Don’t Go ‘DIY’ When Selling Your Net Lease Asset
- Aug 05, 2020
Do-it-yourself projects are all the rage, it seems. Maybe it is the result of the extended home quarantine or possibly it is a simple antidote to the amount of time we spend on our digital devices. Whatever the cause, we are turning ever more to DIY. In fact, according to Statista, the do-it-yourself market exploded from $30.2 billion in 2012 to $43.7 billion in 2018–and that was well before COVID-19 forced us to do it all alone.
But just because you have not lost a finger at your mail-order table saw or singed your eyebrows fixing the perfect bananas Foster does not mean you are a master of any of those trades. And probably the worst place to apply your do-it-yourself skills is in the commercial real estate sales process. Investors invest. Let the broker or brokerage team take on the heavy lifting and do what they do best.
Just think about it. There are so many skills that you encounter through life that you would not dare take on yourself. Commercial aviation and heart surgery pop into mind immediately. Even solid DIYers know when it is time to call in a plumber or electrician. In all of those cases, as silly as they sound, smart clients are looking for a degree of experience and training they simply do not have.
The mistaken allure of DIY is especially true for net lease investors who have been active in the business for a number of years and are ready for “the next big challenge.” Armed with their years of exposure to the market, contracting with a broker might seem excessive, especially given ever-looming broker commissions. Instead, why not tackle the problem yourself and avoid that outlay?
But enlisting the help of a broker is essential for a number of reasons. This is especially true now, given the economic picture, when the outlay of that commission can prevent the seller from leaving serious capital on the table.
Falling In Love With the Deal
First, the sell and the buy sides of the negotiation table provide two very different perspectives, and demand two totally different skill sets. A broker can bring detailed insight, research and market knowledge to the table that may or may not be top-of-mind for the first-time seller.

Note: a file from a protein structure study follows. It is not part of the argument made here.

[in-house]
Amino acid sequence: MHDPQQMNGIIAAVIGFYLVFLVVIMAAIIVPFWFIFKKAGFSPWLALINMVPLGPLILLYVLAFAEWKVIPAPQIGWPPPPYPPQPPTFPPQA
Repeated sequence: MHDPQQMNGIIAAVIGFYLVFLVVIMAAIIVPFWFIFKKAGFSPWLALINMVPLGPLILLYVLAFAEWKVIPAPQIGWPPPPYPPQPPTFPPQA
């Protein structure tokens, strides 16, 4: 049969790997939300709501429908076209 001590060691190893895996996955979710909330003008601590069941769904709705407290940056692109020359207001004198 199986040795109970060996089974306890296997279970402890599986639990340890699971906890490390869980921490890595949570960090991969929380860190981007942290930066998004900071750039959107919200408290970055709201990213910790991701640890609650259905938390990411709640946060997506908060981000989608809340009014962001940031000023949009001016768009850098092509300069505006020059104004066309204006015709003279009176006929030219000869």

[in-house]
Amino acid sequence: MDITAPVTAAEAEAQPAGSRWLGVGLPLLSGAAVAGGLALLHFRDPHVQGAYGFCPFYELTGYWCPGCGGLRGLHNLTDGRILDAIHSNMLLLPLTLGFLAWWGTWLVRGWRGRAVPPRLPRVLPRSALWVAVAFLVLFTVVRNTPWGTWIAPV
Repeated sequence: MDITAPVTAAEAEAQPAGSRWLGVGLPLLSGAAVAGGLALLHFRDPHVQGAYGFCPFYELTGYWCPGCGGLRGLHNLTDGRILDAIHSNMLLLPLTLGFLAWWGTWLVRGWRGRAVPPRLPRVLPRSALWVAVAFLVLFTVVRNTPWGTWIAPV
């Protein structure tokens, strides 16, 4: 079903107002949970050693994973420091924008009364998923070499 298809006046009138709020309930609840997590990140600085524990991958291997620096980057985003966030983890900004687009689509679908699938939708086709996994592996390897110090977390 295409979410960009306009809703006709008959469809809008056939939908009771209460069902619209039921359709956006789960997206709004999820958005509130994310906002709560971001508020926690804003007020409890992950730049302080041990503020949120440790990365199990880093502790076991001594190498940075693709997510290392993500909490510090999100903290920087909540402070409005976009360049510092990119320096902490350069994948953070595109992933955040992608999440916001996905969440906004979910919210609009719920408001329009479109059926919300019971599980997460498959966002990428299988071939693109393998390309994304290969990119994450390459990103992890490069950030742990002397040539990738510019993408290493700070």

It is also very easy to confuse sentimentality with passion. A broker can be passionate about the deal he or she is making for their client and, in fact, they should be. But ownership brings the pitfall of sentimentality, especially if the property on the table is a long-held asset or a first-time investment, which could cloud clear-headed negotiation.
As Terry H. Monroe states in his excellent book, Cashing in on the Secret Wealth of Your Business, “Never fall in love with a business or a property, because it can’t love you back.”
Monroe points to other sand traps DIY sellers run into, such as talking too much. It is easy in the heightened atmosphere of a sales pitch to give away too much information, especially in those cases of a personal attachment to the property in question. A professional broker can navigate with much more skill the highly nuanced environment of a sales negotiation, giving away and holding back just the right amount of intel as the talks dictate.
To that extent, the sales negotiation process can be likened to landing a marlin in deep waters. Expert fishermen play the line out and reel it in as the give-and-take between fisher and fish wears on. Much the same can be said when you are sitting opposite a potential net lease buyer, and the last thing you want is for them to snap that line.
Monroe also warns against going up against a buyer who is more seasoned in acquisitions than you are in dispositions. “You are going to be outgunned for sure,” he warns.
As the old saying goes, the doctor who treats himself has a fool for a patient. A relatively small investment in the right net lease broker or brokerage team can navigate the negotiation process to maximize the seller’s return and minimize frustration.
Jonathan Hipp is a firm principal & head of the U.S. Net Lease Group of Avison Young.